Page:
Last update: Nov 2, 2021

Spacedome is a 30m² geodesic dome structure build with the intention of projecting fully immersive video content, so basically a virtual reality like experience but without glasses and as a group.


Last update: Nov 2, 2021

Most shows we did are either purchased or borrowed from their rightful owners and to exhibit them here would possibly violate their right of intellectual property. So two of the shows below are made by myself and the third one was created by Diana Reigenbach, an immersive artist that was so kind to put her creation in the public domain.

These video's are so called dome masters, when viewed on a computer display they of course are shown flat images but in reality what you see left actually happens on the left of you.

The dome

Last update: Nov 3, 2021

The dome is a hemispherical thin-shell structure based on a geodesic polyhedron covered on the outside by a fire retardant thick layer of PVC, the inside of the dome is covered by a second layer of PVC that makes up the movie screen. Building up the dome takes approximately 6 hours which excludes setting up the projectors and sound system. Usually the floor is covered by a black carpet with below wooden tiles when the surface is not smooth enough for people to lie down comfortably.


Last update: Nov 3, 2021

Getting the right projection system was one of the most tricky things to arrange, it basically comes down to this: you need enough beamers to be capable of touching the full surface of the dome with a more or less equal amount of light. Overlapping of projector output is usually a good thing because basically all projection mapping software is capable of fading the edges of your projectors which makes color and contrast differences between individual projectors less noticeable. The problem with mapping is mostly due to the fact that the aspect ratio of most consumer projectors is not really suitable for this kind of usage or at least in the way my dome was setup. The aspect ratio defines at what rate the image will get larger or smaller when the screen moves closer or more distant from the projector. When the aspect ratio becomes to large, like with most short throw projectors, you will end up with approximately half of the dome being lid out at once but with a very dim result. When the aspect ratio becomes to small, like with most regular projectors, you will end up with an image that only as a diameter of approximately 2 meters. If your dome has a diameter of 6 meters, like mine, your projection screen is 22 meters wide so you would end up with 11 projectors which is of course unrealistic so you need to find projectors that have the right mixture of aspect ratio versus the quantity of lumen they generate.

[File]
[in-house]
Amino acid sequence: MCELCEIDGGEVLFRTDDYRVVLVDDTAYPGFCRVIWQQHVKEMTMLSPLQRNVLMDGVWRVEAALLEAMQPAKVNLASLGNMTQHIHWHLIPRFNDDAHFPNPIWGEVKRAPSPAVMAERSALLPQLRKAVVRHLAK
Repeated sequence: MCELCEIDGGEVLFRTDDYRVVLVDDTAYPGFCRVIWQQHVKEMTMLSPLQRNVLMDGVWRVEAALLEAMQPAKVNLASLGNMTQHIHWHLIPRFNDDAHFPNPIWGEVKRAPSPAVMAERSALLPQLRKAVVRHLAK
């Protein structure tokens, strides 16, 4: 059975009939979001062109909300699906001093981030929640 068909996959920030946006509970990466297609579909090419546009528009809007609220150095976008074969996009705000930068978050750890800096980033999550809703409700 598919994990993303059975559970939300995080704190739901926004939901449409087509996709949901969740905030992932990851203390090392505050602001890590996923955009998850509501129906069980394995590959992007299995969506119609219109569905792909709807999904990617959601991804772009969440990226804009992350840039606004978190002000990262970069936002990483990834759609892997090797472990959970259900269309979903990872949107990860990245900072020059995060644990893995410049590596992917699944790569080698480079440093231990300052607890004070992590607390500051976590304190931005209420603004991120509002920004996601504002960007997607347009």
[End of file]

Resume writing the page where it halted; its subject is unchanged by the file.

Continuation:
An excellent tool to help with finding the right projetors is the projection calculator from projection central. They have a database which contains most available projectors with their specifications. In their calculator you can just provide the projector you have in mind and compare that with the diameter or radius of the dome (depending on where you are placing your projectors), the tool will tell you the screen size and amount of light that reaches the surface which you can use to base your choices on.


Last update: Nov 3, 2021